Malcolm Chisholm, Labour's culture spokesman, added: "It is ridiculous to suggest this is the result of a few months of SNP government. A more substantial claim would be to say it was due to progress in the last decade under Labour."
Dr Carol Craig, the chief executive of the Centre for Confidence and Well-being in Glasgow, said the very political system that has generated the Labour-SNP animosity may be partly responsible for Scotland's high satisfaction ratings.
"We still believe in fairness at work and the political process. These questions probably played a part, behind the scenes, in the answers people gave, and that is very, very positive for Scotland," she said.
'I enjoy every day for what it brings'
SHIRLEY Spear lives in the community of Glendale near Loch Dunvegan on Skye, where she runs the Three Chimneys restaurant and hotel.
"I grew up in Edinburgh but moved to Skye 23 years ago to take over the Three Chimneys," she said. "We live next to the restaurant, which is in the westernmost point of Skye.
"The location is completely idyllic. We can see the water out of the bedroom window. It is one of the most beautiful places in the world.
"No matter the weather, the scenery is always dramatic. Skye is a stunning place and I love living here."
Mrs Spear, 55, runs the family business with her husband, Eddie, 61, and daughter, Lindsay, 26. Her son, Steven, 29, works for the Restaurant Martin Wishart in Edinburgh.
Although the restaurant business can be extremely stressful, Mrs Spear loves her job. She said: "My life is exceptionally busy, but I get great enjoyment out of being involved in Scotland's immensely important tourist industry.
"This is one of the busiest weeks of the year. Things can be brilliant one minute and dreadful the next, but it's great running my own business. I couldn't be a bank manager, or work in a job where I am stuck in a shop all day."
Despite the credit crunch, the tourist industry is currently booming on Skye. Mrs Spear said: "The credit crunch is a disaster for everyone, but so far we have come off better because we are at the quality end of the tourist market."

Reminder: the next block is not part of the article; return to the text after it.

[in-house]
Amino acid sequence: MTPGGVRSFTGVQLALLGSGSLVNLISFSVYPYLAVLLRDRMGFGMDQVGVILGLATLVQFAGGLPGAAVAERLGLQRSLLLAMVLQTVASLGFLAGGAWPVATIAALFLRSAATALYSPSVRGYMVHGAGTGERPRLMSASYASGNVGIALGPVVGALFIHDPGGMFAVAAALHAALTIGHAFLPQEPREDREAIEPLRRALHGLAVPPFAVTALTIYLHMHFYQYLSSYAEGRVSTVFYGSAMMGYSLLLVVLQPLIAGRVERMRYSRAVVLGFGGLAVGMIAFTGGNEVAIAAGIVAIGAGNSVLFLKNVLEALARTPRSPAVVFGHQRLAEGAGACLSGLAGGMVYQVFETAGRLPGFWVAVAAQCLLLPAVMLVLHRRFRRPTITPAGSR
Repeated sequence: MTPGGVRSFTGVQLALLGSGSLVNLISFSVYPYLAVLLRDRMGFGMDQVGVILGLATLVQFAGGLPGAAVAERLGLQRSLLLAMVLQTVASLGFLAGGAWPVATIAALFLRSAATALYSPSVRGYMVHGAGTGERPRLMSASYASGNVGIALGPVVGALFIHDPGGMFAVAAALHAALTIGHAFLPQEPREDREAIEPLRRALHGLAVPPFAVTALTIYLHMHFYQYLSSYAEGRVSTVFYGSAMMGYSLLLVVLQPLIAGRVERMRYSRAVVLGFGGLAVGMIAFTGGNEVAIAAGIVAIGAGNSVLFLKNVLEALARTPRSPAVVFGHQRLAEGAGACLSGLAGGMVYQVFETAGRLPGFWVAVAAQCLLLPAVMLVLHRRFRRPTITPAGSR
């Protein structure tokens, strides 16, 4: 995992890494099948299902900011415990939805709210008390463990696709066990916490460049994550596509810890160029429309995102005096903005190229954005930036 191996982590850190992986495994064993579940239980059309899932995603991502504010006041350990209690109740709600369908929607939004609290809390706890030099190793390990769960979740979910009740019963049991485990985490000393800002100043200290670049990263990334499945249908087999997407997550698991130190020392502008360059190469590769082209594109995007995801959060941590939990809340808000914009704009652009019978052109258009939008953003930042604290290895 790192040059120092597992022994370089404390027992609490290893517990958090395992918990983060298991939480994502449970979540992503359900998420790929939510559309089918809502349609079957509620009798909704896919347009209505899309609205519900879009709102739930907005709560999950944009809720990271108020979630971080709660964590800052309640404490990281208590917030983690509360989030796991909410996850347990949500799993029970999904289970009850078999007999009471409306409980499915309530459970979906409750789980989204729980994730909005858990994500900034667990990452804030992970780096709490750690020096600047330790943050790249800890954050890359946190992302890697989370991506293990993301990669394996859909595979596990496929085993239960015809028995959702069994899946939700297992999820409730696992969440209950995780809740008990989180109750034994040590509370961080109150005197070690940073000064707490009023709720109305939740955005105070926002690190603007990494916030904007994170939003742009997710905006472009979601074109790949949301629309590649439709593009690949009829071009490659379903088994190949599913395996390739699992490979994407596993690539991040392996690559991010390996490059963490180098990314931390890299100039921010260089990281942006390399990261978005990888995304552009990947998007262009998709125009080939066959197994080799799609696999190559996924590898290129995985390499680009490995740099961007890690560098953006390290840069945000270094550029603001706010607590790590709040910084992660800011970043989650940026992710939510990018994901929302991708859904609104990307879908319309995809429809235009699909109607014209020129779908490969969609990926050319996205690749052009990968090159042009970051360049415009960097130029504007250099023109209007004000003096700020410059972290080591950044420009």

Mrs Spear often has to drive from Skye to Edinburgh – a journey which takes her five hours – but she doesn't mind doing it: "Day or night, no matter what time of year, I love driving through Scotland and seeing the rolling purple hills. The scenery is so beautiful."
And with a successful work and home life, Mrs Spear is very happy.
She said: "Happiness is enjoying every day of your life for what it brings, and making the most of what Scotland has to offer."
Mrs Spear believes that Scots are happier than their UK counterparts because of the strong relationship they have with their country.
She said: "People in Scotland have a real sense of belonging which other countries don't really have. The rest of the UK does have a sense of identity, but I don't think they feel like they belong quite as much as we do in Scotland."
• Dr Carol Craig is chief executive of the Centre for Confidence and Well-being.
A dour and miserable nation? You must be having a laugh, mate
The full article contains 2238 words and appears in The Scotsman newspaper.
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* Last Updated: 14 August 2008 11:34 PM
* Source: The Scotsman * Location: Edinburgh